La Aicardi-Goutieres syndrome it is a rare but very serious condition that affects the central nervous system. The disease usually occurs within the first year of life.
In this article
- Aicardi-Goutieres syndrome: what it is
- Symptoms of Aicardi-Goutieres syndrome
- How it comes
Aicardi-Goutieres syndrome: what it is
Aicardi-Goutieres syndrome (AGS) is one genetic inflammatory disease which irreversibly weakens the central nervous system. This pathology belongs to the interferonopathies group, which involve theexcessive production of interferon, a protein that helps cells from viruses, resulting in damage to some neurological functions.
This syndrome is quite rare, but it does affect the life it suffers from cognitive and developmental delays, as well as physiological imbalances and sporadic - but cyclical - episodes of fevers, epileptic seizures and / or chilblains.
Aicardi-Goutieres syndrome is an inherited disease in which certain mutations at the genetic level alter seven genes different. This compromises the functioning of some proteins which therefore cannot properly dispose of the nucleic acids that our body produces. This situation causes an accumulation of acids that the immune system mistake for virus, thus activating a massive production of interferon to counter the threat. All this intoxicates the organism and triggers a further inflammatory reaction which further aggravates the picture. The consequence is severe and progressive damage to the central nervous system.
The disease occurs when both genes inherited from the parents are "defective". Parents are healthy carriers of an altered copy of the gene but with each pregnancy they risk a 25% chance of having a child with the syndrome.Read also: Infantile cerebral palsy: causes, consequences, therapies and quality of life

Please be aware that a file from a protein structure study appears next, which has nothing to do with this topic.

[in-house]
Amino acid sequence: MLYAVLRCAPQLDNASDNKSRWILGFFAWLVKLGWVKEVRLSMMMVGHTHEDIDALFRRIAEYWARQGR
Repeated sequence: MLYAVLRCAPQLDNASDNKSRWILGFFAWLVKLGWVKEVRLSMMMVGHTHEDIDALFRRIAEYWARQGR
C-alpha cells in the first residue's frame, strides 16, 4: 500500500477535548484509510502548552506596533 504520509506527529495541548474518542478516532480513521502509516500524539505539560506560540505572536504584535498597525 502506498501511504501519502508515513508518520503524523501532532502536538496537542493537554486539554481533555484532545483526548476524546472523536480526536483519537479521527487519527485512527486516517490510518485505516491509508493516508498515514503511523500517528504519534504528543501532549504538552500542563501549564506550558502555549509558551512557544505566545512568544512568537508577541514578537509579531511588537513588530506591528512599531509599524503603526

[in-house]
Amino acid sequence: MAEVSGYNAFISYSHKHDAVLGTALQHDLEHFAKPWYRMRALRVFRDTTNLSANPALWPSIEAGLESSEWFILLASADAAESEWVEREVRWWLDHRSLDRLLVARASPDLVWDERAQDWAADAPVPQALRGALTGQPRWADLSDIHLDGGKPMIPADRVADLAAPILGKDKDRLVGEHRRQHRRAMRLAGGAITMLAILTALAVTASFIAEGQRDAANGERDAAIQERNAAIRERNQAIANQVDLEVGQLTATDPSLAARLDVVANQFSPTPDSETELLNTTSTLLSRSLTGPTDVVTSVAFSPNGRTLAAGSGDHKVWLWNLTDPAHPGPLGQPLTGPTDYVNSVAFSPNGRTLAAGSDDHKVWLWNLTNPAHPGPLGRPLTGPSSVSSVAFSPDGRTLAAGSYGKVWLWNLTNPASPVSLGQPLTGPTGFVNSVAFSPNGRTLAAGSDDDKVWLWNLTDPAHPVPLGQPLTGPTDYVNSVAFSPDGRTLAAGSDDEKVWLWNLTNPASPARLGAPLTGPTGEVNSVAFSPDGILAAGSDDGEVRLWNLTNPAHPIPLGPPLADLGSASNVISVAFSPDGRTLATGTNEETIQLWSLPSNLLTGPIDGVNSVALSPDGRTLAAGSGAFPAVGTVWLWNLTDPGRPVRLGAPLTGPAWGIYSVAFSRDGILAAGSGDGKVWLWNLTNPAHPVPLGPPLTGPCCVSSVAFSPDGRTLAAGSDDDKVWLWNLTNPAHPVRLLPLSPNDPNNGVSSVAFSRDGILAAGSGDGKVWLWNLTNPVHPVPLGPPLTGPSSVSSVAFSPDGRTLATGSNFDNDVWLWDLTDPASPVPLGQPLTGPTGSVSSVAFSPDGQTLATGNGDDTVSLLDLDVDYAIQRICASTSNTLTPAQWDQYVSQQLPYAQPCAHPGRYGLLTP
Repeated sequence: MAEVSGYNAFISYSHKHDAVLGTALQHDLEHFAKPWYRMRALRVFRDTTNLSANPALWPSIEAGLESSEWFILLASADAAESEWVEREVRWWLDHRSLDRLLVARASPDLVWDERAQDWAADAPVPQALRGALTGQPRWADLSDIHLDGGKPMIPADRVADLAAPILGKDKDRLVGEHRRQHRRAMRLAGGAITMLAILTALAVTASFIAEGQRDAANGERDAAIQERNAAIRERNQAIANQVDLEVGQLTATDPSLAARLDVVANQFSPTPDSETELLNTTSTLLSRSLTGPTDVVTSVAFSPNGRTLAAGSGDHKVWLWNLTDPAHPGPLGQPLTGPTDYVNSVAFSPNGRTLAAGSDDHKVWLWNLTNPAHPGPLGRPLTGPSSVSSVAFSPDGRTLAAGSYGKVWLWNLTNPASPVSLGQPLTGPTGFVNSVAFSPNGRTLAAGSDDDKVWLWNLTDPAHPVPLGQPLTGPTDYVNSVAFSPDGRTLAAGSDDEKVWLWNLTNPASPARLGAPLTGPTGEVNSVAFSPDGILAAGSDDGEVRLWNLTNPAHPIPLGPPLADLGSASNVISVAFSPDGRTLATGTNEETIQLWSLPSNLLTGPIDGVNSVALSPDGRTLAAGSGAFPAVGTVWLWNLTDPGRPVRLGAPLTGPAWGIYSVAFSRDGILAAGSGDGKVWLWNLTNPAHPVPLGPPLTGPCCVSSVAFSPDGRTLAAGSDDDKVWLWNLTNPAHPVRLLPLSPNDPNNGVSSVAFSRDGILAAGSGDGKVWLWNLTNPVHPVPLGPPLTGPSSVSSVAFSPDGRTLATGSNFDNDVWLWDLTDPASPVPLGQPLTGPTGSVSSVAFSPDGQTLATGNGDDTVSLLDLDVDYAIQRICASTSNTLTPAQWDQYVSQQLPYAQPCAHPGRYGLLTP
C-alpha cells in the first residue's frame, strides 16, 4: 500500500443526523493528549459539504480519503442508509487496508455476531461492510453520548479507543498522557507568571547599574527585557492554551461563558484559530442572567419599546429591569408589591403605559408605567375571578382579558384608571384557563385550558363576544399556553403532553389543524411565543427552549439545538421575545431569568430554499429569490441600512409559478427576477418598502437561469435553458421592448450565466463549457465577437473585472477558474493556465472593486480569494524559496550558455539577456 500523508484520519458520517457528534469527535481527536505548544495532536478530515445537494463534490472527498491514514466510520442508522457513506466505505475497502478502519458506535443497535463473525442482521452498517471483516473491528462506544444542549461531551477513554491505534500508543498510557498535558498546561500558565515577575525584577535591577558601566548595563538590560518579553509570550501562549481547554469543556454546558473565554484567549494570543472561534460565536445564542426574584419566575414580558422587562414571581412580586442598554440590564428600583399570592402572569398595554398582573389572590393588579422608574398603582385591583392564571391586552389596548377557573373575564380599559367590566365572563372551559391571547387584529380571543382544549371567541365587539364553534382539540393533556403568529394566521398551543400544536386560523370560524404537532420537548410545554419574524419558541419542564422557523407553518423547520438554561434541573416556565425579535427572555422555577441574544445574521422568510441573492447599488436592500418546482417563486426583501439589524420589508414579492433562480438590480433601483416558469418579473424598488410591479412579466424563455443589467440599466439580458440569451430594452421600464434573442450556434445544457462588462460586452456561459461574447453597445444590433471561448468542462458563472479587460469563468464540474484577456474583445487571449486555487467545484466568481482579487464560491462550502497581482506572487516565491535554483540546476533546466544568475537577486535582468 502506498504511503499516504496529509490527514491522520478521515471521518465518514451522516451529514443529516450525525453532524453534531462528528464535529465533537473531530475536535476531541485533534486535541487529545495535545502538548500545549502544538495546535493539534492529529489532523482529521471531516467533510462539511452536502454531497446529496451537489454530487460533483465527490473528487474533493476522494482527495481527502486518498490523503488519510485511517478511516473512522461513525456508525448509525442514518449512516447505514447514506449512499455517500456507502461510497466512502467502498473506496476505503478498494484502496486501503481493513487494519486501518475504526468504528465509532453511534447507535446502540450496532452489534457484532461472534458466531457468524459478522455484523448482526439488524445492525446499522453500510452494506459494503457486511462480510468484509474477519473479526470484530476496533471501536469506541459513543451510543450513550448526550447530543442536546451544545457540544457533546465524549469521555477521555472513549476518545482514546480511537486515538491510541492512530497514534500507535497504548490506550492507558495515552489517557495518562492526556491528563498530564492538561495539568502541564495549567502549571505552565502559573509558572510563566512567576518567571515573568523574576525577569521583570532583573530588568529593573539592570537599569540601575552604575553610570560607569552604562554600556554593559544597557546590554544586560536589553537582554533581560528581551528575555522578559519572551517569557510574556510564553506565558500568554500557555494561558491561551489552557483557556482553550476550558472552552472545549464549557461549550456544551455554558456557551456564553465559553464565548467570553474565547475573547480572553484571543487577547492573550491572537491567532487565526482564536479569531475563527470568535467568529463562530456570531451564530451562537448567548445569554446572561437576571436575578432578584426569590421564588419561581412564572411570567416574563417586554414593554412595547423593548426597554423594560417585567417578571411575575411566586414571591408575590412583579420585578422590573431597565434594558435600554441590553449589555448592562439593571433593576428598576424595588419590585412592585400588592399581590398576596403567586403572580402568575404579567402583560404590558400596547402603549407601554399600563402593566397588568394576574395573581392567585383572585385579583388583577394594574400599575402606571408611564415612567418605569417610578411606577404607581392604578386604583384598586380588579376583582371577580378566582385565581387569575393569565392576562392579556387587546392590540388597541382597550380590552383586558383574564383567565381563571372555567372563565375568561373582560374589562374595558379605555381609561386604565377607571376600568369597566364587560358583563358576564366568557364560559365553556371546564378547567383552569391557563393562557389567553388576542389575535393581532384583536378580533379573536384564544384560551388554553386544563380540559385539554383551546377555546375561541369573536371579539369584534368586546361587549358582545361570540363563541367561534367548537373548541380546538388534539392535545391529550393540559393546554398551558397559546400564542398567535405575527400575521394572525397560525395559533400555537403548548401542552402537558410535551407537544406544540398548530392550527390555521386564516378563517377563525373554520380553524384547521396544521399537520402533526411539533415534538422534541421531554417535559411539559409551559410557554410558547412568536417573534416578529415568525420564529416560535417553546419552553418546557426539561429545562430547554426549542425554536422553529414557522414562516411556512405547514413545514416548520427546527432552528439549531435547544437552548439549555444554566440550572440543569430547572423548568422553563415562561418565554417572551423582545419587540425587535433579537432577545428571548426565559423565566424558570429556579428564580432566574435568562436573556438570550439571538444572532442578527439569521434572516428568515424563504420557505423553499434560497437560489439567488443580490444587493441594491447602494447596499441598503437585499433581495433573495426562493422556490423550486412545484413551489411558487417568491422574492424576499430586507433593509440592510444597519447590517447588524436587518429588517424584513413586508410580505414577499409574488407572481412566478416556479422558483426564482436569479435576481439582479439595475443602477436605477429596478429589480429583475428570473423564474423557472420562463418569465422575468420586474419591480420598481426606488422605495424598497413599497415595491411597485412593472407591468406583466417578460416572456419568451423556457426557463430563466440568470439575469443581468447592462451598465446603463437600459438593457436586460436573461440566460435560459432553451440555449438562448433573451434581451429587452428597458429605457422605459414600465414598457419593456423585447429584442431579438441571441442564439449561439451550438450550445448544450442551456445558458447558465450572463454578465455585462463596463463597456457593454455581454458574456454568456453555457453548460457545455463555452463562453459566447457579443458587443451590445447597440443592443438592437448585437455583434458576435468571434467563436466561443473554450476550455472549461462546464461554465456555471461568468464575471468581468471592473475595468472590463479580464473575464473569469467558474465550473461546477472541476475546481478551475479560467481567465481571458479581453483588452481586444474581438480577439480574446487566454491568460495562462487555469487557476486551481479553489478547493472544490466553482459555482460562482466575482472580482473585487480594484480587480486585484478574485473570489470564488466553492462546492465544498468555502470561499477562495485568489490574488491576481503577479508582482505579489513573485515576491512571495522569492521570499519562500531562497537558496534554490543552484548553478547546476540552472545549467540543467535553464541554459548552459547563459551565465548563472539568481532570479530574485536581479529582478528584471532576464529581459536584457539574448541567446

Symptoms of Aicardi-Goutieres Syndrome
The first effects of the disease can be revealed as early as first trimester of life of the newborn. The first red flags usually are chronic difficulty falling asleep, irritability and difficulties in nutrition. The appearance of moderate fevers it is often the triggering event.
The more visible features instead (such as microcephaly, dystonia - involuntary muscle contractions - and arrest of psychomotor development) become more evident later, after a period in which development seems to proceed normally. Sometimes the most noticeable effects wait over a year before finally manifesting themselves.
In general, albeit with some differences based on the individual clinical case, i symptoms and consequences of Aicardi-Goutieres syndrome can be:
- Arrest of psychomotor development and cognitive retardation;
- Brain atrophy (cause of spasticity);
- Food problems;
- Skin manifestations;
- Malformations (increased liver size, reduced skull size);
- Reduced number of platelets and low immune defenses;
Aicardi-Goutieres syndrome can be diagnosed through some specialist tests. Naturally, these tests are carried out in the presence of symptoms attributable to the pathology or an unusual increase in white blood cells in the cerebrospinal fluid which may give rise to some suspicion.
Diagnostic tests can be
- Computed tomography (CT) of calcifications in the cerebral white matter and other structures of the brain;
- Nuclear magnetic resonance (MRI) of leukodystrophy and brain atrophy.
- Genetic analysis then the decisive test that certifies the presence of alterations in the seven genes responsible for the management of interferon.
How it comes
At the moment they only exist experimental treatments to treat a syndrome which, at least for now, can only be treated with attention to the diet and daily support for the most disabling forms.
In a recent study cited by the Ospedale del Bambino Gesù, for example, some children with the classic form of the syndrome were treated with three antiretroviral drugs using the same doses intended for HIV-infected patients. This therapy resulted in a certain reduction of the inflammatory response, albeit in non-resolving ways.
FONTI: International Aicardi-Goutieres Association; Medlineplus; National Institute of Neurological Disorders and Stroke (NINDS)